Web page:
Livelihood, Marriage & Roofing Support For 11 Kalandar Families!

July 5, 2022 | By Roohi Narula
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Working with local communities is an integral aspect of wildlife conservation, and Wildlife SOS takes this seriously. Since 2002, Wildlife SOS has helped over 3,000 Kalandars– a community that once tamed Sloth Bears for a living. The Wildlife SOS Kalandar Rehabilitation Programme supports the community by providing alternative livelihoods for its members to become economically self-sufficient. Recently, Wildlife SOS provided livelihood support, marriage support and roofing support to 11 Kalandar families in Haryana and Uttar Pradesh. 

Poverty is a vicious cycle, the perils of which Ms. Rakhee Sharma, head of the Kalandar Rehabilitation Program, witnessed first-hand as she ventured into Haryana and Uttar Pradesh. Numerous Kalandar families lived with deep-rooted financial insecurity, and struggled to meet the most basic of needs. A few were unable to get their daughters married, while others desperately sought a stable income. Determined to help them, Ms. Rakhee identified 11 families in both states in dire need of aid. 

Wildlife SOS continues to support Kalandar families to integrate into society [Photo (C) Wildlife SOS/ Rakhee Sharma]

To ensure that Wildlife SOS is able to create a sustainable long-term solution, the families were asked to fill out forms listing their needs, skills, and essential requirements. The responses helped Ms. Rakhee to understand the families intimately, and think of innovative ways to create employment. 

Some members of these families had prior experience of selling artificial gems, stones, bangles and some other materials. These items would sell regardless of the season or occasion. Thus, Wildlife SOS procured the materials required and set up a flourishing sales business. Within a matter of days, many Kalandar families across both states were proud owners of a small, yet lucrative shop!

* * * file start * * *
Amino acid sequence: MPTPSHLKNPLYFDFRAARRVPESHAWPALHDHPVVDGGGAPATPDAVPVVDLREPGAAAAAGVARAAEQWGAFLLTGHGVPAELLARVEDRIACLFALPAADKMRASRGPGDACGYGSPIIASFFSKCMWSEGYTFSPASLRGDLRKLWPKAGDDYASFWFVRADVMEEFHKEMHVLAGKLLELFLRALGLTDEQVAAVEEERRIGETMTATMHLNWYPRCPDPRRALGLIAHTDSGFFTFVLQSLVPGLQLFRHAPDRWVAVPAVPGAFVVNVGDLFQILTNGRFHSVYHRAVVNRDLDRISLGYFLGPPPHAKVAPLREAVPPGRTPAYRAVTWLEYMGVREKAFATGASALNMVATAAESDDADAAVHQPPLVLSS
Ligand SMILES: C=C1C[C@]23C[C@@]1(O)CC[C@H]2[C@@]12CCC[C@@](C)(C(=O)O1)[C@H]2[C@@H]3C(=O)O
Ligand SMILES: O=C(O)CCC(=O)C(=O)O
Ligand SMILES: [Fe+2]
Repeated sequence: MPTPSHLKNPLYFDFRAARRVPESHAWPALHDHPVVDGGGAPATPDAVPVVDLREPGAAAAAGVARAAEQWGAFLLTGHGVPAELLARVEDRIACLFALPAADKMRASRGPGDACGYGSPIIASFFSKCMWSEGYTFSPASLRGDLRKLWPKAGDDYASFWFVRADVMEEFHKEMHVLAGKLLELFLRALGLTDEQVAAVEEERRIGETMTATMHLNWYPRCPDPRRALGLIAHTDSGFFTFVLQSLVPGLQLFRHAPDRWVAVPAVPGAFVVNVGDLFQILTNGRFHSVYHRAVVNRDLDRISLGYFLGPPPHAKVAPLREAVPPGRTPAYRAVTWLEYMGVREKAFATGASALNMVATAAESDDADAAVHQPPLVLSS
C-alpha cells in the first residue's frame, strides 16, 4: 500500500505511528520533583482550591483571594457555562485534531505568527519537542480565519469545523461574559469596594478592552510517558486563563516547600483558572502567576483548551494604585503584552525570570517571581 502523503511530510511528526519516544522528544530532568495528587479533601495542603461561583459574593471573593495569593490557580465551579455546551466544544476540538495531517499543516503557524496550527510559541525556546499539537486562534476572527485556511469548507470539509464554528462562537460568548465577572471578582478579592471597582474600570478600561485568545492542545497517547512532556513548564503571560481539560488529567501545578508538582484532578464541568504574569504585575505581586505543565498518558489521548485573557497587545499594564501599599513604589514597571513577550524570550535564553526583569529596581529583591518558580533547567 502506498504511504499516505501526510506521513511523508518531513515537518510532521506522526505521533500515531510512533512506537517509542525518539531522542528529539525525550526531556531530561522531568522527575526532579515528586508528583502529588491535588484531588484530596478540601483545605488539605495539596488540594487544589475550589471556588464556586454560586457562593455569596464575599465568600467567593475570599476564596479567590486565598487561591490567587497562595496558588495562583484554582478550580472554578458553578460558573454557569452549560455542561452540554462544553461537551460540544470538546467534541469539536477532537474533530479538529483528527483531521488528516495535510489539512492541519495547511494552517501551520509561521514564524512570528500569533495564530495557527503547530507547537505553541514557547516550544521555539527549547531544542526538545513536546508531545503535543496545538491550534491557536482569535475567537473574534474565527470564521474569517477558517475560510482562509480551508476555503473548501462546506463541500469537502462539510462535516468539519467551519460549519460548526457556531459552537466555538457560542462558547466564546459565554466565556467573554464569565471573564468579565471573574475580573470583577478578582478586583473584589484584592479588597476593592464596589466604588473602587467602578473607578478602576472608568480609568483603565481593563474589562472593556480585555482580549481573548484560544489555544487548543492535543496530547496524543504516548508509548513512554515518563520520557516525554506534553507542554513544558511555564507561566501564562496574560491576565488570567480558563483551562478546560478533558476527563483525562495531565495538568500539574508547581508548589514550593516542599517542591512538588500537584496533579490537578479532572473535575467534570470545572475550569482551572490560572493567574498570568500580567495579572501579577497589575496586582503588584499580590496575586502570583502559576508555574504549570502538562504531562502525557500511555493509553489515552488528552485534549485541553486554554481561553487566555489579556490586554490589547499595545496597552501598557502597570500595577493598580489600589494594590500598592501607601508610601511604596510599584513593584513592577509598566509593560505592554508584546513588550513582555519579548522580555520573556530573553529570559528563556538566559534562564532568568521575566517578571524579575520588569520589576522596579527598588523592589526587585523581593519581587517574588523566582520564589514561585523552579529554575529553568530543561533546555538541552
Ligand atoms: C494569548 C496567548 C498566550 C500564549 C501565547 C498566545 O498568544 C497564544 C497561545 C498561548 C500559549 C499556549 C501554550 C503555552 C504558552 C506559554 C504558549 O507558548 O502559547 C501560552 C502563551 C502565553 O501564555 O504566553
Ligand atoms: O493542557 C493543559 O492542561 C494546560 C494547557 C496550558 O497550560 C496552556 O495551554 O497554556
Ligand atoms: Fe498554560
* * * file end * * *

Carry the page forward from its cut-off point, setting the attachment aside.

Wildlife SOS provided raw materials to Kalandars to set up their own shops [Photo (C) Wildlife SOS/ Rakhee Sharma]

During her time at Deoria, Uttar Pradesh, Ms. Rakhee interacted with Mainudeen, a Kalandar man. As a father and a husband, Mainudeen hoped to provide for his family. His home, as he described, was a shanty with no roof. Ms. Rakhee reached out to the family and found out that a storm had blown off their roof. Lacking a stable income, Mainudeen was unable to pay for a new roof. 

Determined to support Mainudeen, Ms. Rakhee ensured that secure roofing was provided to the Kalandar family. Roofing support has been an integral component of the Kalandar Rehabilitation Programme. Kalandars would earlier live in temporary shanties, and with the end of the Dancing Bear practice, their nomadic lifestyle too came to an end. It was then that Wildlife SOS helped the Kalandar tribe settle in one location, with roofing support for their new and permanent homes. Now, with a reliable shelter over their head, Mainudeen and his family felt a sense of home after a long time. 

Mainudeen and his family received roofing support from Wildlife SOS [Photo (C) Wildlife SOS/ Rakhee Sharma]

Many Kalandar families benefited from the basic needs they were provided; they now attempt to provide holistically for their children. A daughter’s wedding is a joyous occasion for the Kalandar community as well. Yet, many Kalandar parents stated that they cannot afford their daughter’s wedding. Ms. Rakhee met with these Kalandar families. As a result, Wildlife SOS has provided marriage support to girls above the age of 18. This entailed providing the bride with household items such as utensils, cookers, and pans. Many brides were also given sewing machines to encourage them to continue being financially independent even after marriage. 

Earlier, child marriage was rampant in the Kalandar community. However, through continued awareness programmes, this archaic practice has gradually declined. Wildlife SOS has set certain protocols in the marriage support programme to further discourage child marriages. This includes providing marriage support only to those brides that are of legally marriageable age and have received a certain degree of education. 

Marriage support was given to Kalandar families [Photo (C) Wildlife SOS/ Rakhee Sharma]

For the Kalandar community, the seizure of Sloth Bears altered their lives permanently. For generations, the Kalandars had tamed bears for a living. With their primary source of income gone, they were haunted by uncertainty and insecurity. Poverty, child marriage and illiteracy had always plagued the community and were consequentially amplified. 

Rehabilitating a community requires persistence. People of the Kalandar community, with their proximity to nature, are key stakeholders of wildlife. Through our Kalandar Rehabilitation Programme, we continue to support the Kalandar community and aim to strengthen their future.

You can donate towards the Kalandar Rehabilitation Program by clicking HERE!

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